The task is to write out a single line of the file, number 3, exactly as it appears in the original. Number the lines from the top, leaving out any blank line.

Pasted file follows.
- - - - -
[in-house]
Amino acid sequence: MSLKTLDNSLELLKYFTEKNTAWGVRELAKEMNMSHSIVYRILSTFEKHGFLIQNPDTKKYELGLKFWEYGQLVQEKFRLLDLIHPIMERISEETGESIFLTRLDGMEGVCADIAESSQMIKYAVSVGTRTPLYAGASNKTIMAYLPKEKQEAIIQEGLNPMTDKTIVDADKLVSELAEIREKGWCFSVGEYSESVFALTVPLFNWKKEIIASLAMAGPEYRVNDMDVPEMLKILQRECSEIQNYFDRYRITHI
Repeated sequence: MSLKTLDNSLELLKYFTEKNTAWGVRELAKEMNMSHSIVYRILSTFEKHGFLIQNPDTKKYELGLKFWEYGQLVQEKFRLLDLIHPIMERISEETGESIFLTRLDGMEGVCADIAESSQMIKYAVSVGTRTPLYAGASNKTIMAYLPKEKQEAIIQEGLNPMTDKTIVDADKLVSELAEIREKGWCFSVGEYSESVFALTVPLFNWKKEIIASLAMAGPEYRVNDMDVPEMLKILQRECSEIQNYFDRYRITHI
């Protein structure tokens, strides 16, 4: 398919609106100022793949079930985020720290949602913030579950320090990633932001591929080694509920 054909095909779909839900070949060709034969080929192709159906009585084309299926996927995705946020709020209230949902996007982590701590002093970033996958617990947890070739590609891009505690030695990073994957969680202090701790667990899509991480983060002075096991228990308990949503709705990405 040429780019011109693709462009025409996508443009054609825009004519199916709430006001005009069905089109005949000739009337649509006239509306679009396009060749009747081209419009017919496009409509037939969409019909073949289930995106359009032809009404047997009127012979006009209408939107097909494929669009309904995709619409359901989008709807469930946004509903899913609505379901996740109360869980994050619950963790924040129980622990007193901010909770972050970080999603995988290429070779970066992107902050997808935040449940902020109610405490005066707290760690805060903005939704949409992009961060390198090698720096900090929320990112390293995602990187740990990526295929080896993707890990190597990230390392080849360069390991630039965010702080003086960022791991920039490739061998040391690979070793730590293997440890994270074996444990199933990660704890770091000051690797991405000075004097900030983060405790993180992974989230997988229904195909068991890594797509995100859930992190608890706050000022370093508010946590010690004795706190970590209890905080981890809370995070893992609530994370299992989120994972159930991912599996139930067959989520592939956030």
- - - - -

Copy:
Repeated sequence: MSLKTLDNSLELLKYFTEKNTAWGVRELAKEMNMSHSIVYRILSTFEKHGFLIQNPDTKKYELGLKFWEYGQLVQEKFRLLDLIHPIMERISEETGESIFLTRLDGMEGVCADIAESSQMIKYAVSVGTRTPLYAGASNKTIMAYLPKEKQEAIIQEGLNPMTDKTIVDADKLVSELAEIREKGWCFSVGEYSESVFALTVPLFNWKKEIIASLAMAGPEYRVNDMDVPEMLKILQRECSEIQNYFDRYRITHI